Belugas are rare along the east coast of Greenland, likely due to lack of suitable habitat. Whales which do appear there from time to time probably belong to the Svalbard population (Dietz et al. 1994).
There are two main groups of belugas in the Russian Arctic. Also called the “Karskaya” group, these beluga inhabit the western and central parts of the Russian Arctic, including the Barents, White, Kara and Laptev Seas (NAMMCO 2000). Another group inhabits the Bering Sea.
Beluga distribution in the eastern Atlantic.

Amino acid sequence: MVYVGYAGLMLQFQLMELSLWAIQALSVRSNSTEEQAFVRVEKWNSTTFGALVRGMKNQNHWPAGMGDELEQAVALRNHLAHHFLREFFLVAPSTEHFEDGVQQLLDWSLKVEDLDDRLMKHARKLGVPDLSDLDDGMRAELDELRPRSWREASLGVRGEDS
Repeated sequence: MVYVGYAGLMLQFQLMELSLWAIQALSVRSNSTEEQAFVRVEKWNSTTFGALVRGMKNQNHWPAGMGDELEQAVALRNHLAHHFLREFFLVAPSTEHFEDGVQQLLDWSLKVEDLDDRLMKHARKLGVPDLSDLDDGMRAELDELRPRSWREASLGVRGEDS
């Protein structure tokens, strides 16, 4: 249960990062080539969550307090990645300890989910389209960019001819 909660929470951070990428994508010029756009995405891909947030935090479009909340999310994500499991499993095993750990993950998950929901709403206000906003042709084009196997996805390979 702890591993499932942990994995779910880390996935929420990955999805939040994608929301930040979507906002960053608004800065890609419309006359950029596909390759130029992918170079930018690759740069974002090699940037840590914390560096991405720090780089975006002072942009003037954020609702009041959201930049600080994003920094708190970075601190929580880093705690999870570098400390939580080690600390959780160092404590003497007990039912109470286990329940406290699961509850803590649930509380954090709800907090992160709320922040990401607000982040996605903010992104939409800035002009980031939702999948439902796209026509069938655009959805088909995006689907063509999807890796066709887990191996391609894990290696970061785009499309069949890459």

On the west coast of Greenland, belugas are found from Qaanaaq in the north to Paamiut in the south in the fall, winter and spring. Belugas are rare along this coast in summer (NAMMCO 2000). Beluga migrate past the Upernavik region in October and are found later in the fall and winter between Disko Bay and Sisimiut (NAMMCO 2000). It is unclear how many stocks winter off the west coast of Greenland (Palsbøll et al. 2002), but it is known that these animals spend the summer in the straits and channels of the Canadian High Arctic islands (Richard et al. 2001).
Beluga whales occur throughout the Canadian Arctic. With the exception of one group in the Beaufort Sea, all other groups are found in the eastern Arctic.